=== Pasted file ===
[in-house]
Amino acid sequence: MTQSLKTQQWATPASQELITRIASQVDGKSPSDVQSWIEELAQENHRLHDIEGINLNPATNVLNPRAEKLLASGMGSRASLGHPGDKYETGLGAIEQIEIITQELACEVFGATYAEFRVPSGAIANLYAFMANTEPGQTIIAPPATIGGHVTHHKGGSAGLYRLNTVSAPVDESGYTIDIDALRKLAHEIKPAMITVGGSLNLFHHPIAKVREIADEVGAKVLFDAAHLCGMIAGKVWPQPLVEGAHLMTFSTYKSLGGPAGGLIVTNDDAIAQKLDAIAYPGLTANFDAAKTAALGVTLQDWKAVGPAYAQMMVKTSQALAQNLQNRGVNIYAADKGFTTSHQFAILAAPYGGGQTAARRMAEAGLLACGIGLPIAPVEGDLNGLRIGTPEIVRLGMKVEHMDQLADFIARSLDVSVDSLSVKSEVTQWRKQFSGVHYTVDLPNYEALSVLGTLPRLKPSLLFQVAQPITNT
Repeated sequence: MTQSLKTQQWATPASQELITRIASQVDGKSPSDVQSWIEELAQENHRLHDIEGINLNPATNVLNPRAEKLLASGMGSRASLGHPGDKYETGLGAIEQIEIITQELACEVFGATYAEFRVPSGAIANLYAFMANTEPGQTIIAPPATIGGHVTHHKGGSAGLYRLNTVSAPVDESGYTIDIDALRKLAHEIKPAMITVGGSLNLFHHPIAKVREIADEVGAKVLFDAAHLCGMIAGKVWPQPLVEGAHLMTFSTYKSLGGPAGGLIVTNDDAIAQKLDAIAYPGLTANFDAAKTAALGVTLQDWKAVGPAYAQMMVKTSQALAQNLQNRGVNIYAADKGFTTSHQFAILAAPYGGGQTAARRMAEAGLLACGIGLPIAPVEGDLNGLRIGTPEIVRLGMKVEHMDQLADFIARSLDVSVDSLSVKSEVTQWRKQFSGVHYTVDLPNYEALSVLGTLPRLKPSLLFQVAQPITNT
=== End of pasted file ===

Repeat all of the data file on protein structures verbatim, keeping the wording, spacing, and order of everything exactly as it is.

[in-house]
Amino acid sequence: MTQSLKTQQWATPASQELITRIASQVDGKSPSDVQSWIEELAQENHRLHDIEGINLNPATNVLNPRAEKLLASGMGSRASLGHPGDKYETGLGAIEQIEIITQELACEVFGATYAEFRVPSGAIANLYAFMANTEPGQTIIAPPATIGGHVTHHKGGSAGLYRLNTVSAPVDESGYTIDIDALRKLAHEIKPAMITVGGSLNLFHHPIAKVREIADEVGAKVLFDAAHLCGMIAGKVWPQPLVEGAHLMTFSTYKSLGGPAGGLIVTNDDAIAQKLDAIAYPGLTANFDAAKTAALGVTLQDWKAVGPAYAQMMVKTSQALAQNLQNRGVNIYAADKGFTTSHQFAILAAPYGGGQTAARRMAEAGLLACGIGLPIAPVEGDLNGLRIGTPEIVRLGMKVEHMDQLADFIARSLDVSVDSLSVKSEVTQWRKQFSGVHYTVDLPNYEALSVLGTLPRLKPSLLFQVAQPITNT
Repeated sequence: MTQSLKTQQWATPASQELITRIASQVDGKSPSDVQSWIEELAQENHRLHDIEGINLNPATNVLNPRAEKLLASGMGSRASLGHPGDKYETGLGAIEQIEIITQELACEVFGATYAEFRVPSGAIANLYAFMANTEPGQTIIAPPATIGGHVTHHKGGSAGLYRLNTVSAPVDESGYTIDIDALRKLAHEIKPAMITVGGSLNLFHHPIAKVREIADEVGAKVLFDAAHLCGMIAGKVWPQPLVEGAHLMTFSTYKSLGGPAGGLIVTNDDAIAQKLDAIAYPGLTANFDAAKTAALGVTLQDWKAVGPAYAQMMVKTSQALAQNLQNRGVNIYAADKGFTTSHQFAILAAPYGGGQTAARRMAEAGLLACGIGLPIAPVEGDLNGLRIGTPEIVRLGMKVEHMDQLADFIARSLDVSVDSLSVKSEVTQWRKQFSGVHYTVDLPNYEALSVLGTLPRLKPSLLFQVAQPITNT